Boris Godunov and Little Tragedies
Translated by Roger Clarke
A drama of ambition, murder, remorse and retribution, Boris Godunov charts the decline of a Russian statesman, whose dynastic aims were foiled by a guilty past and an audacious upstart. Based on history and inspired by Shakespeare, Alexander Pushkin’s daring masterwork is presented here in its rarely published uncensored version of 1825.
Set in Vienna, Flanders, Madrid and London, Pushkin’s celebrated Little Tragedies – Mozart and Salieri, The Mean-Spirited Knight, The Stone Guest and A Feast during the Plague – each focus on a protagonist’s driving obsession – with status, money, sex or risk-taking – and its devastating consequences.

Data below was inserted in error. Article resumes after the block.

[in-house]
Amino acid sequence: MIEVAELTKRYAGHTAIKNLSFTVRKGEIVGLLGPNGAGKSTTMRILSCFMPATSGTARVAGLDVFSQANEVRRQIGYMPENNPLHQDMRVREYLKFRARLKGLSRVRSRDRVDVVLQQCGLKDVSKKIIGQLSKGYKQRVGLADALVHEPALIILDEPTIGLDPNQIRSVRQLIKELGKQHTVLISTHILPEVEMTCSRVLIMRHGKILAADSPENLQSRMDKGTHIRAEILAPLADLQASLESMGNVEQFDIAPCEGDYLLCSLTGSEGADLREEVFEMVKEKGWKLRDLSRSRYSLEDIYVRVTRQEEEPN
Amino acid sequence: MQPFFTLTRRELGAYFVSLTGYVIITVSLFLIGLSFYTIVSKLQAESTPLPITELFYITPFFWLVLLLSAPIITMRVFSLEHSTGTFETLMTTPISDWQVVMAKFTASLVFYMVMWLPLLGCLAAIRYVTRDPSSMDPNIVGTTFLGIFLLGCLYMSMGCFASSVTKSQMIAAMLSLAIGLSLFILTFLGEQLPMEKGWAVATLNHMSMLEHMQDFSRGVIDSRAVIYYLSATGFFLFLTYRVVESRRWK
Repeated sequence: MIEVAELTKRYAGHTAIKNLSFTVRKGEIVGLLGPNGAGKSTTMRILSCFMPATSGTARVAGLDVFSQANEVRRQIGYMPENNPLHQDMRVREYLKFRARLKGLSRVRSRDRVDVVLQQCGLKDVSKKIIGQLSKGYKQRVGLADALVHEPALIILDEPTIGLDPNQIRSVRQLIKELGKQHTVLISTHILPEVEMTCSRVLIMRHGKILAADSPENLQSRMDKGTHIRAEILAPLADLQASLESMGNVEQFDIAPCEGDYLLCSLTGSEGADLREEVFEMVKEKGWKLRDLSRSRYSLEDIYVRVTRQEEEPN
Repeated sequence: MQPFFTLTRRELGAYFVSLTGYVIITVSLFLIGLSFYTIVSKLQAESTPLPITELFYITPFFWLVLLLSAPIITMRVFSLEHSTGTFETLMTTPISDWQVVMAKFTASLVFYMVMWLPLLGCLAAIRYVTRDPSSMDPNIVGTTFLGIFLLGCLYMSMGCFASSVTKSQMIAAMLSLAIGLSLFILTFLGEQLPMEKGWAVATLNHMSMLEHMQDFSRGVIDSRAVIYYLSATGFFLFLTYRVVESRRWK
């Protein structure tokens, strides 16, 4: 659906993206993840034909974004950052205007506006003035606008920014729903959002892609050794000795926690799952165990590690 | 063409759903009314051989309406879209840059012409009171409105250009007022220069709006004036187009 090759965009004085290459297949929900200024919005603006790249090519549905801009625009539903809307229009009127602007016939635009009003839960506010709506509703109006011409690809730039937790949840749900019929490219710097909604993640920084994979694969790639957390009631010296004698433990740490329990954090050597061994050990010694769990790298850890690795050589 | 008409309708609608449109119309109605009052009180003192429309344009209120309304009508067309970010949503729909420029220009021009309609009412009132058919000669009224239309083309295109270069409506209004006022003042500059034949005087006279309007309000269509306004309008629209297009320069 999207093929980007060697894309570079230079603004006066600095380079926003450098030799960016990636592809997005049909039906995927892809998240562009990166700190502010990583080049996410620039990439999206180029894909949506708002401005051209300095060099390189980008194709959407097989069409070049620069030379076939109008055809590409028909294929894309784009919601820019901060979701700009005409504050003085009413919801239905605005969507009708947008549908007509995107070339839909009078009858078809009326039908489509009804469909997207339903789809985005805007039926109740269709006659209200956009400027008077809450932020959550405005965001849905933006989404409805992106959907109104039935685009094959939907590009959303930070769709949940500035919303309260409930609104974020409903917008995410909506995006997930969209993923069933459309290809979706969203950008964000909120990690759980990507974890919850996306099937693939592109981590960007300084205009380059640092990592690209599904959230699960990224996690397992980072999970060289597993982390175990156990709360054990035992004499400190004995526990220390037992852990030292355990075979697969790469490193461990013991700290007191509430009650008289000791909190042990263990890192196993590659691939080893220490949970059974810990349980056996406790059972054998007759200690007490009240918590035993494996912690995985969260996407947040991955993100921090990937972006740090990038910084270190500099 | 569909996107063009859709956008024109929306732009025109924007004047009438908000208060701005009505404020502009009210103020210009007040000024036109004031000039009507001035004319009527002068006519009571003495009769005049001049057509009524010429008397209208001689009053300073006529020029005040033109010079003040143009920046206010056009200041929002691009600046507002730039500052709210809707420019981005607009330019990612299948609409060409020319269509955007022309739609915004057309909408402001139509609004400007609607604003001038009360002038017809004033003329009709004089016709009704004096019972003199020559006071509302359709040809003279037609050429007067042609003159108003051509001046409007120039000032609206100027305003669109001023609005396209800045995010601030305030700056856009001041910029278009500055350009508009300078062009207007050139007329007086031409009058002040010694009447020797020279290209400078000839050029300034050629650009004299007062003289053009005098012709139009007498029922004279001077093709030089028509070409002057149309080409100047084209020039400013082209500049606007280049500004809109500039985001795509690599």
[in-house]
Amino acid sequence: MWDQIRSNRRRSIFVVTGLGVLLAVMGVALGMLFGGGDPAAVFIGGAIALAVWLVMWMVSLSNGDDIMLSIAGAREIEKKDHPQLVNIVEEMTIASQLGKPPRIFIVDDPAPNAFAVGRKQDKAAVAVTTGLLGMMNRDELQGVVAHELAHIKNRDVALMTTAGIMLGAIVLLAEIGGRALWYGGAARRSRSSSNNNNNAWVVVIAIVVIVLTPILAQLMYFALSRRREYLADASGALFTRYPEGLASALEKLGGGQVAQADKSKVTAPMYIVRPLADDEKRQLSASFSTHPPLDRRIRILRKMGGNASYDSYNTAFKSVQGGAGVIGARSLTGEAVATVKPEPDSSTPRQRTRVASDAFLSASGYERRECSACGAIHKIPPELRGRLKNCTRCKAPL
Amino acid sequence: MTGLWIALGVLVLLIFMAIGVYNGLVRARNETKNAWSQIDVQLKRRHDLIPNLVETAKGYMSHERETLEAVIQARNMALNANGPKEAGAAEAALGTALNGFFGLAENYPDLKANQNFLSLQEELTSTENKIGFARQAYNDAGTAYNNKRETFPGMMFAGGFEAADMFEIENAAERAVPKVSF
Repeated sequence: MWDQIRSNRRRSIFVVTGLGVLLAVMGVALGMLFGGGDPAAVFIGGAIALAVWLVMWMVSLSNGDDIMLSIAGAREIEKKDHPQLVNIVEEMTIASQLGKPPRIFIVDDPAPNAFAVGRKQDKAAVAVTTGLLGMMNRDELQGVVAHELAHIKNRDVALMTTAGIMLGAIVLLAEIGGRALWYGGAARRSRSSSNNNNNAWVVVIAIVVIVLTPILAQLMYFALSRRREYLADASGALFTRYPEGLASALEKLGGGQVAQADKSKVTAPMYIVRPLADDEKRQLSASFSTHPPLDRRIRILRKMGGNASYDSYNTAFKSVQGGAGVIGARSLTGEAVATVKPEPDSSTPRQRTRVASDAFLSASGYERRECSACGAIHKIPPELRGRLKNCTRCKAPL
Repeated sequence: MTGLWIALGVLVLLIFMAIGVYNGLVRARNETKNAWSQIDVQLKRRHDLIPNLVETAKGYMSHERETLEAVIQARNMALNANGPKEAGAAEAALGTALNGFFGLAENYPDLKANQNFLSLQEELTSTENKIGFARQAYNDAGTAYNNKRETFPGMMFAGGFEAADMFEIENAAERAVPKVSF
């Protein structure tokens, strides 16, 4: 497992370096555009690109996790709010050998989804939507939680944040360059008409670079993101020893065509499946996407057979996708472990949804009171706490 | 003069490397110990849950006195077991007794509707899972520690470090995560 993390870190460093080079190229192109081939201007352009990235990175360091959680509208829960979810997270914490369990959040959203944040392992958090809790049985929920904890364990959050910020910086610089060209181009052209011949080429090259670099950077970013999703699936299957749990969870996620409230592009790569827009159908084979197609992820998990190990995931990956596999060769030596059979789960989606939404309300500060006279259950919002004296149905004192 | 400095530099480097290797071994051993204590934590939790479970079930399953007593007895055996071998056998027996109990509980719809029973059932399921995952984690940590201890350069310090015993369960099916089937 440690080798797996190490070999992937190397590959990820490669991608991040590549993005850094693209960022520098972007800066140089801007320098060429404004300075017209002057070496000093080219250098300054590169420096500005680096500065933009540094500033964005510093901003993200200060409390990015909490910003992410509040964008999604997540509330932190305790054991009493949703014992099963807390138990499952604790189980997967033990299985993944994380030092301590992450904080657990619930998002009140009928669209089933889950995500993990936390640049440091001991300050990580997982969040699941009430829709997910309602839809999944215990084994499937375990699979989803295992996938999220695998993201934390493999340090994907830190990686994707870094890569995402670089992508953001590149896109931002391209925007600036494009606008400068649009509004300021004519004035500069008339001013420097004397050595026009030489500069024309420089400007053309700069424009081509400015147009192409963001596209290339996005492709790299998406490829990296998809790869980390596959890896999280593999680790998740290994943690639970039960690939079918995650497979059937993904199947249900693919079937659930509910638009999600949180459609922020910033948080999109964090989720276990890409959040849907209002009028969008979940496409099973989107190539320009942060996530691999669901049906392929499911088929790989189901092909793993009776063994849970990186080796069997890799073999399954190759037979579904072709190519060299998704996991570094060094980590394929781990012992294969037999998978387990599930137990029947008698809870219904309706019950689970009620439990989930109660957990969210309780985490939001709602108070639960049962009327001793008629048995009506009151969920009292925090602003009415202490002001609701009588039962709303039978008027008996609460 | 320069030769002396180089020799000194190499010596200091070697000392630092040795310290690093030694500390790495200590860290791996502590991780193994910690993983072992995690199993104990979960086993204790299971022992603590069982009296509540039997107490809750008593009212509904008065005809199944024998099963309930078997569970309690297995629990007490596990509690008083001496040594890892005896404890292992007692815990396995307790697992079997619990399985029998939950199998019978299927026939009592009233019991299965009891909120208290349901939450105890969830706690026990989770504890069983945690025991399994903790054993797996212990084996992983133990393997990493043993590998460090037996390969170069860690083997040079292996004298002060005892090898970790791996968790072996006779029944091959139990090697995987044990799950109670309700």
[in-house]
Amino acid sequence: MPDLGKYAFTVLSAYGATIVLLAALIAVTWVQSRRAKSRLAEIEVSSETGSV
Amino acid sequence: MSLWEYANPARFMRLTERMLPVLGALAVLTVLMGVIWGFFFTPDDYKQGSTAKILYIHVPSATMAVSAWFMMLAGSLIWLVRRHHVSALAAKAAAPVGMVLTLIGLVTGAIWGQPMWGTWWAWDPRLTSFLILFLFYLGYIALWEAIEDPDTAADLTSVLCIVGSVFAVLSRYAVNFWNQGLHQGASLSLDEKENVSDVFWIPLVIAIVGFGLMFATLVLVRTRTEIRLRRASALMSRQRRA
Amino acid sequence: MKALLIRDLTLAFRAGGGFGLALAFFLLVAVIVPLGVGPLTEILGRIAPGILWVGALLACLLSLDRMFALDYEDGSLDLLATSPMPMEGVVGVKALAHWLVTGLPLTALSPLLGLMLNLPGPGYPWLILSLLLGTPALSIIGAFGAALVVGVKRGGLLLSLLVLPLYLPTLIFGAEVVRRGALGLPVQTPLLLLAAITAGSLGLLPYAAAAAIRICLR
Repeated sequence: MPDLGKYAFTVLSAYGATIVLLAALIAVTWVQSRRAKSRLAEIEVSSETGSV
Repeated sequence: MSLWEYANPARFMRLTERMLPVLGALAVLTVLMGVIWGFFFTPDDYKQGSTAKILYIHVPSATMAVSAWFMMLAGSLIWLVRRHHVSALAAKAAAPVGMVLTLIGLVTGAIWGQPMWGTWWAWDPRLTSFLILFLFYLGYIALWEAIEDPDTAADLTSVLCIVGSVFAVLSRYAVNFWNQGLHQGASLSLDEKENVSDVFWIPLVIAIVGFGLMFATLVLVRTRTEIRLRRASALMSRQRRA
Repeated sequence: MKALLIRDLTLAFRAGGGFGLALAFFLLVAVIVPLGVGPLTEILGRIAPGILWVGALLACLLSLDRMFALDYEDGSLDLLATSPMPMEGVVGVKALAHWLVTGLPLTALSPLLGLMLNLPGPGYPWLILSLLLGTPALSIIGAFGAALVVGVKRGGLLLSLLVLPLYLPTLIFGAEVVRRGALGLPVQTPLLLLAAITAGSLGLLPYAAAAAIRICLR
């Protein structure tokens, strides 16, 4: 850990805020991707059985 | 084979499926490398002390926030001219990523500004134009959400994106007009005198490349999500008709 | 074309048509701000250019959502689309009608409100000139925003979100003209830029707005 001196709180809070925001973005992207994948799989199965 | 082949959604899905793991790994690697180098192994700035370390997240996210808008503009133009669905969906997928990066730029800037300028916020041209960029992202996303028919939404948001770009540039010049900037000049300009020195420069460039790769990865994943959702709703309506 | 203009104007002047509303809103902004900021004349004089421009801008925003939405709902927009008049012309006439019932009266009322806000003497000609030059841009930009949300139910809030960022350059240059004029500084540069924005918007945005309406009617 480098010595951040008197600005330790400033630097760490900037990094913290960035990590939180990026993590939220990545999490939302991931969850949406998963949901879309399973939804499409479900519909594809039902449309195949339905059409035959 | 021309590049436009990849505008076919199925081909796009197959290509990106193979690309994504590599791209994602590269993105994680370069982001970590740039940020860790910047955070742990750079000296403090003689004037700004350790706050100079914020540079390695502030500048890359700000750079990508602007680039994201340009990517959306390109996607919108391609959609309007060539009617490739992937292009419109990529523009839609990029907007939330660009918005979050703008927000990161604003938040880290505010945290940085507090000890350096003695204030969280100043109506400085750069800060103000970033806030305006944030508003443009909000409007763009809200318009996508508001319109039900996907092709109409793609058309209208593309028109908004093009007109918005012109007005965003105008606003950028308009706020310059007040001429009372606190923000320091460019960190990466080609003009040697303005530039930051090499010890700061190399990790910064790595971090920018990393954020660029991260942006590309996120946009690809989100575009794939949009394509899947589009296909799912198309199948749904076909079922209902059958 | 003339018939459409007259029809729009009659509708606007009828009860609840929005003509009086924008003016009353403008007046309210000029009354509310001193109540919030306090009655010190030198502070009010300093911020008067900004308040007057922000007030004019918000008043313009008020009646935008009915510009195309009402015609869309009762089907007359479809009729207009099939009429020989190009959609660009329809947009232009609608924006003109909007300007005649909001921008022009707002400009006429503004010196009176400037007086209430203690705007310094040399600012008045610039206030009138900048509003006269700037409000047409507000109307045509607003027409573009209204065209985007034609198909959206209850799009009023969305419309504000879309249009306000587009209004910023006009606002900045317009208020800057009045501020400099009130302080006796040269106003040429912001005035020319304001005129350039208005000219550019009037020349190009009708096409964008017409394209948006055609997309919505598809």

This edition features an appendix containing extra historical material, notes on the play’s staging and versions of the text, as well as an extract from John Wilson’s The City of the Plague.
Alexander Pushkin (1799–1837) was a dramatist and poet, penning such influential works as Eugene Onegin and Boris Godunov. He is now considered the father of modern Russian literature.